I have always been stingy with household climate control. Even when I lived in Texas I kept the air conditioner off. It was partly the expense; I barely had money for Lone Star tallboys back then and I had priorities.
Beyond the money problem I worried about the environment. Using energy you don’t absolutely need is wasteful and creates extra pollution. Climate control also alienates you from the world you live in. Most Texans shuttle from air conditioned home to car to office without spending any time out of doors from May through September or even later. I was young enough to feel indignant about this and just tried to embrace the heat. It is also true I wasn’t above enjoying the air conditioning in my work place or at an establishment that sold, say, Lone Star tallboys.
Now I live in a land that has essentially the opposite problem. From sometime in late November to sometime in March it’s pretty uncomfortable outside. For many folks this means shuttling from one warmed space to another and avoiding any time outside.
I happen to like New England’s arrangement better because with careful clothing choices you can enjoy all sorts of activities outdoors. For instance, there’s shoveling the driveway, scraping the windshield, hauling in loads of wood for the fire, schlepping new water to the chickens because the stuff you put out this morning is frozen, the list of enjoyable pastimes goes on.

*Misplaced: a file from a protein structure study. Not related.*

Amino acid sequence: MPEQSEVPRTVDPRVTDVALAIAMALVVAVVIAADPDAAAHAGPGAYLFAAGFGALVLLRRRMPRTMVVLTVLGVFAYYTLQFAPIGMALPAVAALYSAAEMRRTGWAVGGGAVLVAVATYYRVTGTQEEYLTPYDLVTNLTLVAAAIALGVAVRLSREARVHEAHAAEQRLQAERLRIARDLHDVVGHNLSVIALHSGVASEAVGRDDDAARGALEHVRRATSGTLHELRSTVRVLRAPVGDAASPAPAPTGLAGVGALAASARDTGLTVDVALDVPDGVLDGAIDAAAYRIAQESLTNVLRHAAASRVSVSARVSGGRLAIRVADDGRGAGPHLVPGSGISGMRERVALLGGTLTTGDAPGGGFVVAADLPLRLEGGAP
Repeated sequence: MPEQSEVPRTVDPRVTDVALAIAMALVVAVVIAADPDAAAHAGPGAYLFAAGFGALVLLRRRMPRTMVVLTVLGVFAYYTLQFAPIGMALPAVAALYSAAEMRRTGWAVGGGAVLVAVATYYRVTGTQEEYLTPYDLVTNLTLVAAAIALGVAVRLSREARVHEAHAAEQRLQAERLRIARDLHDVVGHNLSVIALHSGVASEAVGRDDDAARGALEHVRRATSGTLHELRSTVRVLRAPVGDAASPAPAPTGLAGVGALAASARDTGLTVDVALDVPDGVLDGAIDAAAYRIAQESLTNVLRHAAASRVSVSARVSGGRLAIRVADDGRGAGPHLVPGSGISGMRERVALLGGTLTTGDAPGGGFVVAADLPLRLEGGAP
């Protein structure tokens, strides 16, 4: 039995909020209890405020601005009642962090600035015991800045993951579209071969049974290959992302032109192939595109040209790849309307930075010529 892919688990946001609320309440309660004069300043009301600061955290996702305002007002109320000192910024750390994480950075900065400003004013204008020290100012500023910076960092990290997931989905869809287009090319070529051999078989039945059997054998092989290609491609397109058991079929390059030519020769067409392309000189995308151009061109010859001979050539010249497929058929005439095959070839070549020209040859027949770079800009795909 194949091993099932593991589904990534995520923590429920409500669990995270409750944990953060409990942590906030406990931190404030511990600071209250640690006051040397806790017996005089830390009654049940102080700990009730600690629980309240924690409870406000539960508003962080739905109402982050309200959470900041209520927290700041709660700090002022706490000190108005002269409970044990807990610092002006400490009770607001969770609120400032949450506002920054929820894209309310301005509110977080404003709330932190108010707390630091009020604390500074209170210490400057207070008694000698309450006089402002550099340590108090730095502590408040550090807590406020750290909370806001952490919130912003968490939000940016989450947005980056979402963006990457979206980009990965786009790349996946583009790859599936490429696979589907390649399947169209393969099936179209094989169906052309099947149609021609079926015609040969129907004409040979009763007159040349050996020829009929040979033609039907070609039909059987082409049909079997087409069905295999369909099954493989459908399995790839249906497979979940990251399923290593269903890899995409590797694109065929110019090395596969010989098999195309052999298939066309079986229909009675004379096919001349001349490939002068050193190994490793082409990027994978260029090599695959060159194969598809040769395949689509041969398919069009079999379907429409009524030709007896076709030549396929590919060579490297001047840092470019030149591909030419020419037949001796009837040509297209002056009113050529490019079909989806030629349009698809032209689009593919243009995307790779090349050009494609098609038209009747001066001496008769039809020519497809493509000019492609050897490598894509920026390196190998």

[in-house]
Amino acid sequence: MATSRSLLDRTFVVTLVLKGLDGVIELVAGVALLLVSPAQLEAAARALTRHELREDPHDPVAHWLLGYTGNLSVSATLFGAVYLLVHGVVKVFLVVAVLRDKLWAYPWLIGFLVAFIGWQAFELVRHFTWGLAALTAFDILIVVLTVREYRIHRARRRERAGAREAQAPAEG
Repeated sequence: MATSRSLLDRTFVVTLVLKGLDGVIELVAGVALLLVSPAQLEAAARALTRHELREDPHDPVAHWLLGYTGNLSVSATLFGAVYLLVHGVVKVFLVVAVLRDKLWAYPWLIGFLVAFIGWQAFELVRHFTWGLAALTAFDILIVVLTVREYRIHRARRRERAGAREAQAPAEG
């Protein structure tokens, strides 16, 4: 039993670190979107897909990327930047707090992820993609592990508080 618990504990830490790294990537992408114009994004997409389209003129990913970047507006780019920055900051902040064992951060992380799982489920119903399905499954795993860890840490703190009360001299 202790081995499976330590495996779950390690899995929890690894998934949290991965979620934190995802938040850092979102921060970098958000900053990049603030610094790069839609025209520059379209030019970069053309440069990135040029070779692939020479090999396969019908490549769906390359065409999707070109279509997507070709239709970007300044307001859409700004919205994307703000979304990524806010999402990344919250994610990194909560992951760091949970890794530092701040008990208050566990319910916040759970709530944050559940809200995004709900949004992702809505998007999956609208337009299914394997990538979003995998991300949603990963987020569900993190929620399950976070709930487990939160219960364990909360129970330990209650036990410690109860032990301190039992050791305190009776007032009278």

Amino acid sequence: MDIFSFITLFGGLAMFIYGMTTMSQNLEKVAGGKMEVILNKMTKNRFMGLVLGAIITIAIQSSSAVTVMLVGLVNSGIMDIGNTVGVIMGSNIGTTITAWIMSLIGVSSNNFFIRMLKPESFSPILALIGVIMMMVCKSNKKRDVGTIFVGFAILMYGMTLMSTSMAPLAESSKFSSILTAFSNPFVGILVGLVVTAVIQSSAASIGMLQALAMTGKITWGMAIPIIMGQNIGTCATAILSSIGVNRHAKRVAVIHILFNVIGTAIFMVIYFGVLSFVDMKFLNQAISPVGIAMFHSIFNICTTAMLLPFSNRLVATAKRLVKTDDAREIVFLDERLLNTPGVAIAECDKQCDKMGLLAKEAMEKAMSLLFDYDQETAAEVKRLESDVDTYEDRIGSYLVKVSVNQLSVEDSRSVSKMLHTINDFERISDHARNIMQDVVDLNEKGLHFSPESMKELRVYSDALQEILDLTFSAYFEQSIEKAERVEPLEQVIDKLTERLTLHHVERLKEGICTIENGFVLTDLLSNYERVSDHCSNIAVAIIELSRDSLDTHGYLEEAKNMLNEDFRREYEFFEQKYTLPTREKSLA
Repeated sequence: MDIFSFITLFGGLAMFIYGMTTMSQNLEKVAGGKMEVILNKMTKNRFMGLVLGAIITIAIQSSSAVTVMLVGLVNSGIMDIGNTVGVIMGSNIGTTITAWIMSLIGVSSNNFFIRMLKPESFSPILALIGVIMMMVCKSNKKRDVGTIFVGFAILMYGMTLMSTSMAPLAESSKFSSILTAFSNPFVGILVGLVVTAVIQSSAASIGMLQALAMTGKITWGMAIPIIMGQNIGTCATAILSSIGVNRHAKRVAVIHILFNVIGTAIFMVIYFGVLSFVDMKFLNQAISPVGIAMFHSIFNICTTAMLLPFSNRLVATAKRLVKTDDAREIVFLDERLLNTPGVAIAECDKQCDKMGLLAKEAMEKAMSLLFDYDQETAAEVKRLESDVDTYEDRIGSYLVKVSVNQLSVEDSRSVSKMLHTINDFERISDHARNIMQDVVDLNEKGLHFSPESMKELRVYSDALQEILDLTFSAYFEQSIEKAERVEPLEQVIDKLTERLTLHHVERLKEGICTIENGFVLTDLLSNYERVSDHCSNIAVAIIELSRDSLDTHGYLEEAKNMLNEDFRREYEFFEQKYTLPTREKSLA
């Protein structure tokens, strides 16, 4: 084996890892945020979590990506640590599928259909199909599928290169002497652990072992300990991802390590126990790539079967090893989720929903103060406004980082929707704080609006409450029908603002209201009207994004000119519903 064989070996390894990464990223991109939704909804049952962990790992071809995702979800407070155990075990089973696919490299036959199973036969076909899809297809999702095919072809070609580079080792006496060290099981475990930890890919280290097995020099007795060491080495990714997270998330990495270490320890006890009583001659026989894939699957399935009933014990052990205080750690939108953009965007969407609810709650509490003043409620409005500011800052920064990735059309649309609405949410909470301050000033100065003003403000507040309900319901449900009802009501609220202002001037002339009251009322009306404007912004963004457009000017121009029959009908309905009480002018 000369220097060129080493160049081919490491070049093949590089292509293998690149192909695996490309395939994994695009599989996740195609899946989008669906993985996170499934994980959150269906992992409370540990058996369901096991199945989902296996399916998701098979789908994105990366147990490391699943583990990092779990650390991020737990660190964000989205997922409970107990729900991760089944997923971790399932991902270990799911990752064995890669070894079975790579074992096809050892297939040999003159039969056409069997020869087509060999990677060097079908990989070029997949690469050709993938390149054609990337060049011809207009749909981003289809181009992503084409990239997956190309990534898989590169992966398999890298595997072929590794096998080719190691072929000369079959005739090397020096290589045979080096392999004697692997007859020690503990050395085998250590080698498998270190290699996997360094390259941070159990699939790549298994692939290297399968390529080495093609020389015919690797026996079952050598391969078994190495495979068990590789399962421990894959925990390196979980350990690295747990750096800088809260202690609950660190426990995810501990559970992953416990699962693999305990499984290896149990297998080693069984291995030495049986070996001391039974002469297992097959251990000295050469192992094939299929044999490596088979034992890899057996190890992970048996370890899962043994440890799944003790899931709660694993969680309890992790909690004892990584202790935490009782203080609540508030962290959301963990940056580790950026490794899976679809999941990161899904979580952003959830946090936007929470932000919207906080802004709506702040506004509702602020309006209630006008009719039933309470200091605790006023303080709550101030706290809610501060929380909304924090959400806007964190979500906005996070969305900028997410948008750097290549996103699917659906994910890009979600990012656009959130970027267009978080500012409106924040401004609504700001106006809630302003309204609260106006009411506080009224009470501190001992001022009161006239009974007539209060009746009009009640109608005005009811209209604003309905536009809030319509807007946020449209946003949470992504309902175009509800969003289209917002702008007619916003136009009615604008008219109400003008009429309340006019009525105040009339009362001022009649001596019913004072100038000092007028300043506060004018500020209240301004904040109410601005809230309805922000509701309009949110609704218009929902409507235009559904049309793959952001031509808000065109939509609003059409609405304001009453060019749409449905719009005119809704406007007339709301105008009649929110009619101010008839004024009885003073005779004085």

The problem is keeping your body’s heat in. We only get cold because our bodies lose heat to the environment. As long as you are well enough insulated, this won’t happen.
A friend in the neighborhood wanted to walk over to our house with her daughter last weekend. Her daughter refused to put on her boots and therefore walked most of the way bare foot. The temperature was well below freezing and as one can imagine the heat exchange from foot to ice-covered sidewalk was not advantageous. She did whine, oh yes she did. The next time she came over she wore boots, even though her mom reminded her to.
When you look out at the ducks and geese on the Connecticut few of them are wearing boots. Presumably this is due to poor spending choices, or maybe they don’t get the L. L. Bean catalog.
It’s more likely that ducks and geese don’t need duck boots as much as the rest of us because they have a clever adaptation in their feet. The arteries that carry warm, oxygen rich blood to the feet are surrounded by cold venous blood returning to the body. The returning blood vessels wrap all around the arteries. This maximizes heat exchange between the arterial and venous blood. Just as the blood enters the feet, heat leaves the arteries and warms the blood coming back to the body. That way the blood in the feet is cold so little heat is lost to the ice the duck is standing on.
Ducks can stand around on ice all day and keep their warmth. They are, essentially, comfortable. That said, I’m sure they wouldn’t turn their beak up to a nice warming shed out on the ice, maybe even with a hot beverage.